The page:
In summary

It’s time to reconsider rules that deny policymakers the tools needed to fulfill the promise of a California dream for all Californians.

Profile Image

By Scott Graves, Special to CalMatters

Scott Graves is the director of research for the California Budget & Policy Center, a nonpartisan, research and analysis nonprofit.

California faces a frustrating paradox. The state budget is flush with cash, but a decades-old ballot measure could soon limit the amount that can be used to support millions of Californians who need help now. 

Meanwhile, fortunes are rising for corporations and the wealthy, and most Californians think the enormous gap between rich and poor will grow in the years ahead.

It’s time for state leaders to chart a path toward overhauling the antiquated spending cap that limits our ability to make the ongoing investments needed to help all Californians be healthy and thrive.

Californians’ concern with rising inequality isn’t surprising: Millions continue to suffer the effects of a pandemic that has exacerbated long-standing health and economic inequities, especially for communities of color, who are experiencing higher rates of illness, death and overall hardship. To make matters worse, key housing, sick leave and economic supports ended for California families last fall.

Californians strongly support expanding safety net programs to improve economic security. And the continued growth in state revenues – as recently highlighted in Gov. Gavin Newsom’s proposed state budget – means the money is there to do so.

But there’s a hitch: Policymakers’ hands are tied by an archaic rule that links state spending today to the budget priorities of the 1970s – a disco-era spending cap known as the Gann Limit.

California voters approved the Gann Limit in 1979, in one of the lowest-turnout elections in modern state history. The Gann Limit applies to state spending as well as to spending by local governments. If the state exceeds its limit over a two-year period, the Legislature must spend the revenue over that limit in specific ways – providing half to taxpayers and the other half to K-12 schools and community colleges.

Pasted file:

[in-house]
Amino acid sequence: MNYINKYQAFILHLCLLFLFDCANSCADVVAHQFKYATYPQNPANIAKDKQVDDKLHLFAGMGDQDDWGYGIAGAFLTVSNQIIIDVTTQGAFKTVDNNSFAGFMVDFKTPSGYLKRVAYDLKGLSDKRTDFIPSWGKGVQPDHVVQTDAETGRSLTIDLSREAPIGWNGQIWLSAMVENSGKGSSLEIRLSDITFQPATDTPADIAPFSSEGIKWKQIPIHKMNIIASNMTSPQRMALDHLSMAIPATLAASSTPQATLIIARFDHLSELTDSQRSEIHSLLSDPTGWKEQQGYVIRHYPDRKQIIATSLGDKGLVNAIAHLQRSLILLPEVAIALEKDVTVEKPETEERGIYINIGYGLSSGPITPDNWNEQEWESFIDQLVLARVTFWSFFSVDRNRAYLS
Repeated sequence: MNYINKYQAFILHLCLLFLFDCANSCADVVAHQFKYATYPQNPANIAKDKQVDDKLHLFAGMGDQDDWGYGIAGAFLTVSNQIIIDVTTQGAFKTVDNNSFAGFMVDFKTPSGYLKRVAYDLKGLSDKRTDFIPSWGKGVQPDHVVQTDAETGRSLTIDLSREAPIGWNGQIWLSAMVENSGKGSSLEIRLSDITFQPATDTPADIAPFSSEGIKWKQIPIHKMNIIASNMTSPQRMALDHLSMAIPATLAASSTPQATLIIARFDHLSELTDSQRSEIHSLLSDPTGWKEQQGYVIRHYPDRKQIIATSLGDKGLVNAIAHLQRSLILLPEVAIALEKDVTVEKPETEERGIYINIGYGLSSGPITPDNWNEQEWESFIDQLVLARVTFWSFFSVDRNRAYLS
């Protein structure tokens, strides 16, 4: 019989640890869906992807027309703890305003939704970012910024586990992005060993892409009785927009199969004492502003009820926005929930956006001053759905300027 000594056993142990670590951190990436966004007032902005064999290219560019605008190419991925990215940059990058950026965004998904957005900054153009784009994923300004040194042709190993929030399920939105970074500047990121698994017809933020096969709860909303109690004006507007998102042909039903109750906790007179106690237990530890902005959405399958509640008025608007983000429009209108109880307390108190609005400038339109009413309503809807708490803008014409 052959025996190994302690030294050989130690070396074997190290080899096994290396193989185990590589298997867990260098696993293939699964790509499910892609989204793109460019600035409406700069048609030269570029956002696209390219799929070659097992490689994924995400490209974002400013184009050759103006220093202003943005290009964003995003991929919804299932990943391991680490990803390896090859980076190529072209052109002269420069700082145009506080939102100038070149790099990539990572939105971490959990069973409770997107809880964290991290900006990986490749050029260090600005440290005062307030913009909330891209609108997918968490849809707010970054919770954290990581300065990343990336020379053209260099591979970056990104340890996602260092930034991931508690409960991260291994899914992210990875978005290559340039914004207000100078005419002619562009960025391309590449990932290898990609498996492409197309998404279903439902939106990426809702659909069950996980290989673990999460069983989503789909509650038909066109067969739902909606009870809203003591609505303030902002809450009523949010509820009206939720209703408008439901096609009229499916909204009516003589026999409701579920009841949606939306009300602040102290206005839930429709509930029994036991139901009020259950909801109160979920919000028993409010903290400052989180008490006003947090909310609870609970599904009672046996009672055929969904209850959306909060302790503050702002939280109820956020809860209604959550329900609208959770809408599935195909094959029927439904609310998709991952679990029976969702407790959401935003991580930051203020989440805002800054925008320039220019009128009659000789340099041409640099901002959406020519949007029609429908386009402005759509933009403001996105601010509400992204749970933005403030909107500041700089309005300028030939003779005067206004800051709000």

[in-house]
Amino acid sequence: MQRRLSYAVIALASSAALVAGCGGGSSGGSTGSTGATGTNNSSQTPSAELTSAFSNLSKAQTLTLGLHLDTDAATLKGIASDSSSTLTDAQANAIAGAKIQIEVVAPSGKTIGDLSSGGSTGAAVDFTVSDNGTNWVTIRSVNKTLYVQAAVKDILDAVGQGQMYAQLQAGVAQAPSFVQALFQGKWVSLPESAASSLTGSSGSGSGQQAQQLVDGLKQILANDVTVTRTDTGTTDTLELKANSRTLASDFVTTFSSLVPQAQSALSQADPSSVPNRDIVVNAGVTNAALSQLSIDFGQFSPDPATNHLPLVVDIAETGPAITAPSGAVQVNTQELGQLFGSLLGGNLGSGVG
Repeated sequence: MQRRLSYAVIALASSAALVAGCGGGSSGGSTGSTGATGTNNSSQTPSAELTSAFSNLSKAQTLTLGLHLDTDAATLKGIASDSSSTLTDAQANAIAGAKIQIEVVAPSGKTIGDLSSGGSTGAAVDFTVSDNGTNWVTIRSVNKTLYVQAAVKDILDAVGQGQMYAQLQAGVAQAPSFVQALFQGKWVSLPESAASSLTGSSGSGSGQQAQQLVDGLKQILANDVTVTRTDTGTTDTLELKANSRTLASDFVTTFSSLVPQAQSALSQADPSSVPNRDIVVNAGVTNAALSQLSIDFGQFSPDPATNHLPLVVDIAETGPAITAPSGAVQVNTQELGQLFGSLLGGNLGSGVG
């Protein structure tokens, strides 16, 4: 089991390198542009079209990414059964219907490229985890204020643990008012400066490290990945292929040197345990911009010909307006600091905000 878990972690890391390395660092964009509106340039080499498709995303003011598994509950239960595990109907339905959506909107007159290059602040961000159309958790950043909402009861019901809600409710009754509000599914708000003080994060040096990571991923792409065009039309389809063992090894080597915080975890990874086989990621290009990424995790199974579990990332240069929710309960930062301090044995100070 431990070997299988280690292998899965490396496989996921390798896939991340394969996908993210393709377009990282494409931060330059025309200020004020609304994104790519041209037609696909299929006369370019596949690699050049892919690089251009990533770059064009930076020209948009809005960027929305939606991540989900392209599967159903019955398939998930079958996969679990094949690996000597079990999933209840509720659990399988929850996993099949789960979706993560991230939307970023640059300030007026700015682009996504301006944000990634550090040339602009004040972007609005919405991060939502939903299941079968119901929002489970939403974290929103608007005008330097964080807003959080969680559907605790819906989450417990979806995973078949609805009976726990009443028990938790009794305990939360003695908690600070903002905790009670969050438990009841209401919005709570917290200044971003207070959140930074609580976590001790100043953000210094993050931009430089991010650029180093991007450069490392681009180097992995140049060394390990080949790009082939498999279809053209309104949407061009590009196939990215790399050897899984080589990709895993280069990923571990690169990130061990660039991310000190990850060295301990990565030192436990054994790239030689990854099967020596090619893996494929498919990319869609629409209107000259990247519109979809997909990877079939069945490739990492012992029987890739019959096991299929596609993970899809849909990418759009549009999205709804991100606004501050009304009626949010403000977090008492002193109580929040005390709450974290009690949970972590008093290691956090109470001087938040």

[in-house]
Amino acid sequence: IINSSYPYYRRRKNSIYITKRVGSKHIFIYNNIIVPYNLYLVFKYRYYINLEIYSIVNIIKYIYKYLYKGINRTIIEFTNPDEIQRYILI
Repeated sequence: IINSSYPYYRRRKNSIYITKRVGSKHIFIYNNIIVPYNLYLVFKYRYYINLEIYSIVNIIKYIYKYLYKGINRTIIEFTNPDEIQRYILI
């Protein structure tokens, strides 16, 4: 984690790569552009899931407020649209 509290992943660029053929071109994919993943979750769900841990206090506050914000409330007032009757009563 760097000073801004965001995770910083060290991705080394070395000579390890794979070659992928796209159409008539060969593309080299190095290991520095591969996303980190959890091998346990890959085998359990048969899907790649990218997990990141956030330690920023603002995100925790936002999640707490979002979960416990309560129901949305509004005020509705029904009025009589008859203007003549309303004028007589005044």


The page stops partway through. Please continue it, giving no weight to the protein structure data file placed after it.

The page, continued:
The Gann Limit challenges California’s ability to adequately support current services. The cost of many public services – from health care to support for seniors and people with disabilities – can easily increase faster than the spending cap is allowed to rise each year. If we don’t allow growing revenues to meet the cost of basic services, policymakers could be forced to make major cuts to spending outside of K-14 education, such as for health care, child care and housing assistance.

The spending cap also constrains state leaders’ ability to advance bold policy solutions. These include affordable child care for all working families and ongoing investments to address the homelessness and affordable housing crises. Funding significant new investments to help all Californians thrive can best be achieved by removing the straitjacket of an outdated spending limit.

State policymakers have limited options to avoid hitting the Gann Limit. For example, they can spend more on items excluded from the limit, such as infrastructure projects. This is a key reason why major infrastructure proposals have been prioritized by state leaders as part of this year’s budget deliberations.

In contrast, the spending cap restricts state spending on critical supports like child care, in-home care for seniors, and assistance with housing costs. The Gann Limit doesn’t prioritize these kinds of people-focused investments, implicitly viewing them as excessive or unnecessary.

Since the spending cap is in the California Constitution, state leaders would need to ask voters to approve any changes to it. Substantially reforming or – better yet – repealing the Gann Limit would allow the state to plan for and make the bold investments needed for all Californians to share in the state’s wealth.

Californians want to address growing income and wealth inequality, and we have the resources to support those who have been left behind, both before and during the pandemic. It’s time to reconsider rules made by a previous generation of Californians – rules that deny policymakers the tools needed to fulfill the promise of a California dream for all Californians.

We want to hear from you

Want to submit a guest commentary or reaction to an article we wrote? You can find our submission guidelines here. Please contact CalMatters with any commentary questions: